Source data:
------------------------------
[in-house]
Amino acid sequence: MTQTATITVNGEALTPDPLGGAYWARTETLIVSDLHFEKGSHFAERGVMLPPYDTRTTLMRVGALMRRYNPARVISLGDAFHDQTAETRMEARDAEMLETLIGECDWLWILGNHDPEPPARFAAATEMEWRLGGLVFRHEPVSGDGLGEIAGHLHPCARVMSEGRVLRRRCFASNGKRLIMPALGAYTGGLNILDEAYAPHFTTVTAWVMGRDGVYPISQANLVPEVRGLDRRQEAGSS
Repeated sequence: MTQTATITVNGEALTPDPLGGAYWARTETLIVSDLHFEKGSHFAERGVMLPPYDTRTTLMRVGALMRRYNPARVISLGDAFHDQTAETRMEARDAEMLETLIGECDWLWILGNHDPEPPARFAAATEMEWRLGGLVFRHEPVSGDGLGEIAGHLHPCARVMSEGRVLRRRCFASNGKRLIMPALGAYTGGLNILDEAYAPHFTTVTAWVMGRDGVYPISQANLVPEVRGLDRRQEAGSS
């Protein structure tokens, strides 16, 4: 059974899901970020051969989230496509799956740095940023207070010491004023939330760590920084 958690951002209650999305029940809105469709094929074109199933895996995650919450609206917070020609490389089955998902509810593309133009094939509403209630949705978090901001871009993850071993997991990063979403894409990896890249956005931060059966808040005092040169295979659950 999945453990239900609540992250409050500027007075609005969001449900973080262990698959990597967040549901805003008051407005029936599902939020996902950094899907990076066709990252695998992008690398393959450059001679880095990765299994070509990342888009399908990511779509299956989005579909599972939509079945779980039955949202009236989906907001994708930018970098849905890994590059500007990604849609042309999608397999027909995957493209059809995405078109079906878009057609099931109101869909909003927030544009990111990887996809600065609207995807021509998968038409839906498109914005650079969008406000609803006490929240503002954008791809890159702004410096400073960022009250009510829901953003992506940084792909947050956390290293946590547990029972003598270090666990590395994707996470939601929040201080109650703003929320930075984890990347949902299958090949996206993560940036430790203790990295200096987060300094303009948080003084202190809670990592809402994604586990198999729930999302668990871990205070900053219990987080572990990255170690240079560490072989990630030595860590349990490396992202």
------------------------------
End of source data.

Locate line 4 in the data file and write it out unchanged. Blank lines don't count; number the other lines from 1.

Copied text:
């Protein structure tokens, strides 16, 4: 059974899901970020051969989230496509799956740095940023207070010491004023939330760590920084 958690951002209650999305029940809105469709094929074109199933895996995650919450609206917070020609490389089955998902509810593309133009094939509403209630949705978090901001871009993850071993997991990063979403894409990896890249956005931060059966808040005092040169295979659950 999945453990239900609540992250409050500027007075609005969001449900973080262990698959990597967040549901805003008051407005029936599902939020996902950094899907990076066709990252695998992008690398393959450059001679880095990765299994070509990342888009399908990511779509299956989005579909599972939509079945779980039955949202009236989906907001994708930018970098849905890994590059500007990604849609042309999608397999027909995957493209059809995405078109079906878009057609099931109101869909909003927030544009990111990887996809600065609207995807021509998968038409839906498109914005650079969008406000609803006490929240503002954008791809890159702004410096400073960022009250009510829901953003992506940084792909947050956390290293946590547990029972003598270090666990590395994707996470939601929040201080109650703003929320930075984890990347949902299958090949996206993560940036430790203790990295200096987060300094303009948080003084202190809670990592809402994604586990198999729930999302668990871990205070900053219990987080572990990255170690240079560490072989990630030595860590349990490396992202």